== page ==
Nouakchott, Mauritânia. fotografia de David AdjayeNouakchott, Mauritânia. fotografia de David Adjaye

I understand. ‘Present’ without interfering…

I wanted the life to be just going on, and for me to be really discreet with that. Because whenever you stand outside, the place change… everything changes, it’s like… reality changes. So, they were great, it allowed me a certain informality and a certain distance. Because, in a way, clearly I am the author, but I wanted to feel un-authored… de-authored… somehow, matter, like some kind of molecule.

And today… What do you see as your connection to Africa? Purely professional, emotional? Is Africa in your agenda?

My problem is that I can’t resist the continent, it keeps pulling me. So I’m now, after fifteen years of working in the world, I’m finally working in Africa. I’ve finally succumbed! But I’ve had a chance, the economies are growing. Where my family is from, in West Africa, it’s booming. In a way, I feel like there’s an opportunity for me to work in the continent, after finishing this research, which took teen years of my life, I feel like I have a pan-African view, which is a very useful piece of data in my mind. I am now working in West Africa and South Africa, and I hope to have an office there… and who knows, maybe having another home! I live in the world!

Thank you David.

Let me share with you… I am very jealous… this must have been a tremendous experience. How I would have loved to do this exhibition… Congratulations and welcome to Lisbon!


  • 1. DAVID ADJAYE Biography David Adjaye is now recognised as one of the leading architects of his generation. Having developed a reputation as an architect with an artist’s sensibility and vision, an ingenious use of materials, bespoke design and an ability to sculpt and showcase light Adjaye’s work has engendered high regard from both the architectural community and the wider public. He established his studio, Adjaye Associates, in June 2000 and has since gone on to win a number of prestigious commissions. Projects have been diverse in scale, audience and geography; collaborations with artists including Chris Ofili and Olafur Eliasson, exhibition design, temporary pavilions and private homes both in the UK and U.S. More recently, major art centres and important public buildings across London, Oslo and Denver have demonstrated David’s considered approach to understanding the needs of the inhabitants of each space and a respect for the integration of the buildings within their natural environment. These are ideas, which are based on the premise of quality of life of society in the cities. David Adjaye understands his status as a role model for young people and lectures frequently. He was the Kenzo Tange Professor in Architecture at Harvard’s Graduate School of Design in 2007 and taught at Princeton University in 2008. Previously a unit tutor at the Architectural Association, David was also a lecturer at the Royal College of Art where he received his MA in architecture in 1993. That same year he was awarded the RIBA First Prize Bronze Medal. Following this, he trained at David Chipperfield Architects and then Eduardo Souto de Moura Architects in Oporto. His Idea Stores in Crisp Street and Whitechapel won several prizes and in 2005 David Adjaye received a RIBA Building Award. Adjaye’s latest project was SKOLKOVO, the Moscow School of Management; it was concluded in 2010 and has achieved great recognition. David Adjaye now leads the FAB team, Freelon Adjaye Bond/Smith Group, responsible for the project of the new National Museum of African American History and Culture in Washington DC, which will open in 2015. In May 2005, Thames & Hudson published David’s first book, ‘David Adjaye Houses: Recycling, Reconfiguring, Rebuilding’, which was distributed worldwide. In January 2006, the Whitechapel Gallery in London hosted the studio’s first exhibition ‘David Adjaye: Making Public Buildings’, which was accompanied by a book of the same name. The exhibition then toured to the Netherlands Architecture Institute, Maastricht, Studio Museum in Harlem, New York, SCAD Savannah and the Museum of Contemporary Art, Denver. David has co-presented two television series of Dreamspaces for the BBC, a six-part series on contemporary architecture, and hosted two BBC radio programmes; the first featured an interview with Oscar Niemeyer and the second with Charles Correa. In June 2005 he presented the TV programme ‘Building Africa: Architecture of a Continent’. Following on from this he pursued a personal project to document each of Africa’s capital cities, culminating in the 2010 exhibition ‘Urban Africa – A photographic journey by David Adjaye’ presented for the first time at the Design Museum, London. The book followed in late 2010. In June 2007, David was awarded an OBE for services to architecture. He received an honorary doctorate of the arts from the University of East London in November 2007. www.adjaye.com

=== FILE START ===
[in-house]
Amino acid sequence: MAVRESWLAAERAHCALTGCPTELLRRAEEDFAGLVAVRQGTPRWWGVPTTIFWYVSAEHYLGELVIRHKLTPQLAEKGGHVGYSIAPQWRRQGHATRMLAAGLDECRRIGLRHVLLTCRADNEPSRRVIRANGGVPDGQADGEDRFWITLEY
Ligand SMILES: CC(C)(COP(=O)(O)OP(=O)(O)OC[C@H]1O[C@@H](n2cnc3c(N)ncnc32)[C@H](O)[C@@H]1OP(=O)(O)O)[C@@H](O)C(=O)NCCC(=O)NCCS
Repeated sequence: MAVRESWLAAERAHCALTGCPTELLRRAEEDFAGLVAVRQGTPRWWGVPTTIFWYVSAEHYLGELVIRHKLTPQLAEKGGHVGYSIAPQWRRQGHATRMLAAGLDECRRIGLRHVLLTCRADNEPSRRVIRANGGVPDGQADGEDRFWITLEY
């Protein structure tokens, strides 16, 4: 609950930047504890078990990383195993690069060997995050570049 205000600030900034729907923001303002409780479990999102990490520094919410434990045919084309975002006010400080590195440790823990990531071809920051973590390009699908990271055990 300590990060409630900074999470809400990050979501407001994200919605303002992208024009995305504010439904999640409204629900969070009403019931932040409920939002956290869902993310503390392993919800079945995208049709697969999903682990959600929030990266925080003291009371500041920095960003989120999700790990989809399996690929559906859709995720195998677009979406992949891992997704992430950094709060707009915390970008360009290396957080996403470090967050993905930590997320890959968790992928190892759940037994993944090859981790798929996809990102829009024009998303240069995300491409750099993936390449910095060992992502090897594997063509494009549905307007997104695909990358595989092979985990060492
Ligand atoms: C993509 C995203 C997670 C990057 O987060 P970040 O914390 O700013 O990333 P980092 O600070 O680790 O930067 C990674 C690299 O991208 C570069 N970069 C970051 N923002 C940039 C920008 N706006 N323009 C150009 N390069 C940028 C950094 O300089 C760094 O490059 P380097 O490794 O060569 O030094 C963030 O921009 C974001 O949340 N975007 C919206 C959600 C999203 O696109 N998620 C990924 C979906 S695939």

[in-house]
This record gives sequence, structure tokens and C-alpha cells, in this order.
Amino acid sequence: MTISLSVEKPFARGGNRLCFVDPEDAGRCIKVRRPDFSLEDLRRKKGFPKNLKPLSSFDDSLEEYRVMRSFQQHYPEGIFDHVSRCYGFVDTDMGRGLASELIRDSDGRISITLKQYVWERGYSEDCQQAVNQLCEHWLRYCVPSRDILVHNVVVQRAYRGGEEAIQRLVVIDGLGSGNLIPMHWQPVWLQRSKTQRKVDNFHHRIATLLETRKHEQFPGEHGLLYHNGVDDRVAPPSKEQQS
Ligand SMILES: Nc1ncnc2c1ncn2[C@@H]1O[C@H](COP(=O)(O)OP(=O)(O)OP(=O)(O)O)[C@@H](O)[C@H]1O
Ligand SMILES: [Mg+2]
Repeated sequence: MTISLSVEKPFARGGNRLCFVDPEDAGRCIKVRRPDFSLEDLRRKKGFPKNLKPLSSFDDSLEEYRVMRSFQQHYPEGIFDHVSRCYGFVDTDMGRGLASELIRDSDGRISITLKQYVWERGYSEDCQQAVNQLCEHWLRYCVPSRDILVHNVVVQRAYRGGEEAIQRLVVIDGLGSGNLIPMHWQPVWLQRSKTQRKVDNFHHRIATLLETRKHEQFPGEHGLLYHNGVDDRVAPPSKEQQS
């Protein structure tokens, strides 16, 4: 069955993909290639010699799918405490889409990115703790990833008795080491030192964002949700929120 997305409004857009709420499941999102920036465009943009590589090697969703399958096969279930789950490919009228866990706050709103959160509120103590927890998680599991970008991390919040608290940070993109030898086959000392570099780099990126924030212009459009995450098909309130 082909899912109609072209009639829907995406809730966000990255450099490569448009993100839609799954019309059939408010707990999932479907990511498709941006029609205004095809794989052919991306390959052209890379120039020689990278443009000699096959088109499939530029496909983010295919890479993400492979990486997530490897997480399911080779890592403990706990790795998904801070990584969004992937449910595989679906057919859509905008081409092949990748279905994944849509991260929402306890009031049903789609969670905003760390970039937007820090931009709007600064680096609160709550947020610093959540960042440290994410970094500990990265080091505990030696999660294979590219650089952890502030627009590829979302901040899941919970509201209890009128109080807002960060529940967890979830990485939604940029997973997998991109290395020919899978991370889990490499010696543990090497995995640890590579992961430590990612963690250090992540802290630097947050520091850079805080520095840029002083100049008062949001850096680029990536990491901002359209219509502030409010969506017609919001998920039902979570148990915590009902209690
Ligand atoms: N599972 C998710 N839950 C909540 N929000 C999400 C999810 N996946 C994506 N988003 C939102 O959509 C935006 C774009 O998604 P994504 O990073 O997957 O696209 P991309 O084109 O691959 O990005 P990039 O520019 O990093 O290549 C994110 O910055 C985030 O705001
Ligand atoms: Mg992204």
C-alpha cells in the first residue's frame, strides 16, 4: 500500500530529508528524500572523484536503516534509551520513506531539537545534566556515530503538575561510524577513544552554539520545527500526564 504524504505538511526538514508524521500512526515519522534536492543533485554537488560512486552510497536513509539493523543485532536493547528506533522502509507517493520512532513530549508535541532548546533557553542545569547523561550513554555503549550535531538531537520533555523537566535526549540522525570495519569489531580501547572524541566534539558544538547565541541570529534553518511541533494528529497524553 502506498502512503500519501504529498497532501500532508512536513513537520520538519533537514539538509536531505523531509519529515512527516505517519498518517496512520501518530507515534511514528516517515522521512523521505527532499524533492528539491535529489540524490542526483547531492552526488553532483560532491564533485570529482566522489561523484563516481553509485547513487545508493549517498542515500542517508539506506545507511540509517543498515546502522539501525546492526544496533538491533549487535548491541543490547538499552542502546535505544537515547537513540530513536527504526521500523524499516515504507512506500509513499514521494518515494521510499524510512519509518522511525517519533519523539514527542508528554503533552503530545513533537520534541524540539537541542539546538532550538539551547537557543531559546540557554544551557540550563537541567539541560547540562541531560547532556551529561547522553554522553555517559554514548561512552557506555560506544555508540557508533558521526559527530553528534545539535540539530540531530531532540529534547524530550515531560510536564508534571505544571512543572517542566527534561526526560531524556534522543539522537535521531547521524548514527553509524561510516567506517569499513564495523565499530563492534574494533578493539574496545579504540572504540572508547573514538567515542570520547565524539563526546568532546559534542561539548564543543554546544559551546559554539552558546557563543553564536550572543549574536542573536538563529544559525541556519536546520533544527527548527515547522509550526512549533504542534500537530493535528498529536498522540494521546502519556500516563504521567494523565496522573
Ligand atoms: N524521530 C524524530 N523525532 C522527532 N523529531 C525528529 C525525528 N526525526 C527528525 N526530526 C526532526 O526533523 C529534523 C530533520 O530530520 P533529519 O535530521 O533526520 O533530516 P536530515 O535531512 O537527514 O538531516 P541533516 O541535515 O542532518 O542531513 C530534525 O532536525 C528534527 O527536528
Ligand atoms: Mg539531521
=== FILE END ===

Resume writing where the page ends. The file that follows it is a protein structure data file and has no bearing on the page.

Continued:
Translation:  Rita Palma

by Rita Palma
Cara a cara | 1 June 2011 | african citys, David Adjaye, urban africa